Canada’s The Most Serene Republic have spent the majority of their career flying just below the radar of most indie music fans, but at their newest album, And the Ever Expanding Universe, demonstrates, this young group has continued to mature in more ways than mere age, honing their craft of compiling mini-suites of pop. Such a progression alone warrant accolades, but the fact that the band has continued to form into a tightly knit group with songs to back it up is an entirely different achievement in and of itself.
“Heavens to Purgatory” is the second track on the album, opening with gentle guitar strumming and Adrian Jewett’s vocals sweeping highly. Enter drums and female vocals from stage left. Then the vocals of Emma Ditchburn take over, leading you towards the chorus and insurmountable joy. Dripping off is a gentle usage of horns a la Broken Social Scene.
Up to bat next is “Vessels of a Donor Look,” a song with a certain amount of swing to it. It’s as if the band combined their own touch of multi-instrumental indie rock with lounge tropicalia. You’ll find that this song is one that demands repeat listens, begging for you to grab a cocktail and enjoy the rest of the show that is And the Ever Expanding Universe.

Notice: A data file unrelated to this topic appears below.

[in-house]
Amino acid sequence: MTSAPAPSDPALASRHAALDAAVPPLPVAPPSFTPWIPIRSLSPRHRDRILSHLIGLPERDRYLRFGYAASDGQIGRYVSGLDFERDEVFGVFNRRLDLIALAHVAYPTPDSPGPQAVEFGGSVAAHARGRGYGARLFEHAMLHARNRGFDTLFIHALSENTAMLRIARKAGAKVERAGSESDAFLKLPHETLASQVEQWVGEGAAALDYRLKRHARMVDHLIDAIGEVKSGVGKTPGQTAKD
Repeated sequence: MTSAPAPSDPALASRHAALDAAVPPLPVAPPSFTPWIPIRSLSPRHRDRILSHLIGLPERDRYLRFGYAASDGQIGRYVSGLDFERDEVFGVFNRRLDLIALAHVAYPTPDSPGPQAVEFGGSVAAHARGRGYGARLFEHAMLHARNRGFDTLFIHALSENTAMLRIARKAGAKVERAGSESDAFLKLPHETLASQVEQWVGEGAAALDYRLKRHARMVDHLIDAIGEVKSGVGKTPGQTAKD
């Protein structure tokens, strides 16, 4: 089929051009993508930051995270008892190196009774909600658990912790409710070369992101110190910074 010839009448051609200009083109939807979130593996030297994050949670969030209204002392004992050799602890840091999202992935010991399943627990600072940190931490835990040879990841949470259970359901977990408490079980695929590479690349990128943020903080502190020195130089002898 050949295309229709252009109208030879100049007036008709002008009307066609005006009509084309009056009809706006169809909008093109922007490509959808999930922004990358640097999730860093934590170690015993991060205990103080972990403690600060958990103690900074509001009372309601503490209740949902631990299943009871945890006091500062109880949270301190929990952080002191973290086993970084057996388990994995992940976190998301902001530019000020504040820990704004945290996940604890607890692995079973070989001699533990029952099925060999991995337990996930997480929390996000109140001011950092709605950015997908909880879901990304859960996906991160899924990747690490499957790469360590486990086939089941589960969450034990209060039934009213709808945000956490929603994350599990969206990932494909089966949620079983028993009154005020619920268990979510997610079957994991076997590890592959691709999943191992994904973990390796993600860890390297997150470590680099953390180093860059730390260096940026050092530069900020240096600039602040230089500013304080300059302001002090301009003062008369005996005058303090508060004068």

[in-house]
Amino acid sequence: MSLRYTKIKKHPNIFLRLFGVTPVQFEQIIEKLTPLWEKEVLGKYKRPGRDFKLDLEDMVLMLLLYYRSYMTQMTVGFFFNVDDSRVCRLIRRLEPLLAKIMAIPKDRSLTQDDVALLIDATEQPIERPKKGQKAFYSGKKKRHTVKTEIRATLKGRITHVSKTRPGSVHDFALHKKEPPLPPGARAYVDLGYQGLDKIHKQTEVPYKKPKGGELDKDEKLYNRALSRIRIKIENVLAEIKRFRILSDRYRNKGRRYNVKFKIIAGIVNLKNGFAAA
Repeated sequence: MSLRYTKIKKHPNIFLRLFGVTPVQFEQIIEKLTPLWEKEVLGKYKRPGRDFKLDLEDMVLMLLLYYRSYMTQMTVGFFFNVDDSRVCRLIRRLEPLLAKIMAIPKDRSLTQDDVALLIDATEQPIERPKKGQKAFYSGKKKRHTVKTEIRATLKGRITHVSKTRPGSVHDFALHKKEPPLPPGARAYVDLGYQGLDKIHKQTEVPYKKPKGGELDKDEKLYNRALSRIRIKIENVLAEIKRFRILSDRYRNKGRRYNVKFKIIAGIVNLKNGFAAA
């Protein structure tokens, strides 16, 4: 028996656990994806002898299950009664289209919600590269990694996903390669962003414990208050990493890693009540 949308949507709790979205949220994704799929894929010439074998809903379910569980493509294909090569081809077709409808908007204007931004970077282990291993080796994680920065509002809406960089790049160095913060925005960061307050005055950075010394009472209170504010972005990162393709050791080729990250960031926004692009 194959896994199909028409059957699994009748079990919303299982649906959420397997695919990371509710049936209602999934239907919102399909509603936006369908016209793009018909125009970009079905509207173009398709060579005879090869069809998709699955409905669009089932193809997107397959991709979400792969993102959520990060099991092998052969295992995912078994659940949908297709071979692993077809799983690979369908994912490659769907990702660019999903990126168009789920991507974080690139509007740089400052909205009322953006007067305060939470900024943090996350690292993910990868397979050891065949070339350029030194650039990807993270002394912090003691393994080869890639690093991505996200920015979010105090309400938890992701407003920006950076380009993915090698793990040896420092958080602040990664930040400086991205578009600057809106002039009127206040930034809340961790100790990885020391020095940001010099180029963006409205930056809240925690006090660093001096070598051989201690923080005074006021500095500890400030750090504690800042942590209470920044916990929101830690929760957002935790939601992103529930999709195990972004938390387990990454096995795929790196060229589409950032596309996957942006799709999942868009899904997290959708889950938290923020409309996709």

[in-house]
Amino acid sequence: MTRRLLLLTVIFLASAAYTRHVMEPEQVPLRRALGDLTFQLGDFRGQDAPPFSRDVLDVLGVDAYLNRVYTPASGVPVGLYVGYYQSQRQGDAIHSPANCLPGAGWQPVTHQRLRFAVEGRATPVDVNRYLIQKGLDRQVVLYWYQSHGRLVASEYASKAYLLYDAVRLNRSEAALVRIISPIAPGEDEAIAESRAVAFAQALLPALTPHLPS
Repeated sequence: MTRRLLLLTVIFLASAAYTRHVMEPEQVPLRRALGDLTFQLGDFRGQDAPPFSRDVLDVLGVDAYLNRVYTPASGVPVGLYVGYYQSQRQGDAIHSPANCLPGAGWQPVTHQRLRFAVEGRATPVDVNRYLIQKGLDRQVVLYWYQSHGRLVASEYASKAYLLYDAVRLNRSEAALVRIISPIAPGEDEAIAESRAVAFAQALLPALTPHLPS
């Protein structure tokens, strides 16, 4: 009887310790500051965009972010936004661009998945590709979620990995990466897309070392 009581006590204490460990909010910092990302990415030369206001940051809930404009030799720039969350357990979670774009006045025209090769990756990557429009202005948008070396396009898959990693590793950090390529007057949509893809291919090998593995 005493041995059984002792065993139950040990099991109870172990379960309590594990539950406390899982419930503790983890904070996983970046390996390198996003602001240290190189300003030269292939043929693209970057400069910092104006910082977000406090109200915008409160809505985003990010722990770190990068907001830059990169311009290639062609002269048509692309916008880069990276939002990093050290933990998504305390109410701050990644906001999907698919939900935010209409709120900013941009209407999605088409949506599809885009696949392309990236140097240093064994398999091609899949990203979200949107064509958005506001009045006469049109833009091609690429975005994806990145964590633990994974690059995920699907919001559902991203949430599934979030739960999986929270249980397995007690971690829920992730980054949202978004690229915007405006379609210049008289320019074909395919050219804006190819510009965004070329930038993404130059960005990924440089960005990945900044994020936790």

The longest song on the album, “Patternicity,” again seems to be constructed of multiple arrangements within the arrangements themselves. It’s as if the band approached the writing here with a touch of a composer’s attitude, which makes sense since rumor has it that band constructs their songs around piano pieces. Although instrumental, this song ultimately rewards in its ability to shift from one perspective to another. Uplifting.
And for their third album, the band begins to wear some of their influences by fellow Canadians a bit more openly. “Four Humours” sounds oddly like an outtake from an early Stars record, but make no mistake, the band owns this song. Their moderate flourishes of musicianship appear in the middle of the song as the bass takes a short walk just before the song returns to the fold.
Two things are amiss on this record. First, Jewett doesn’t take nearly as prominent a role as he has in the past, which seems odd considering his live showmanship. Second, there appear to be a lot of electronic flourishes throughout the album, which isn’t bad as a whole, just a continued departure from where the band began in the early years.
All said and done, And the Ever Expanding Universe is perhaps the most complete album the group has produced to date, leading most to assume that the group will only continue to climb further as they grow. We’ll surely be hearing from The Most Serene Republic again.
Download: The Most Serene Republic – Vessels of a Donor Look [MP3]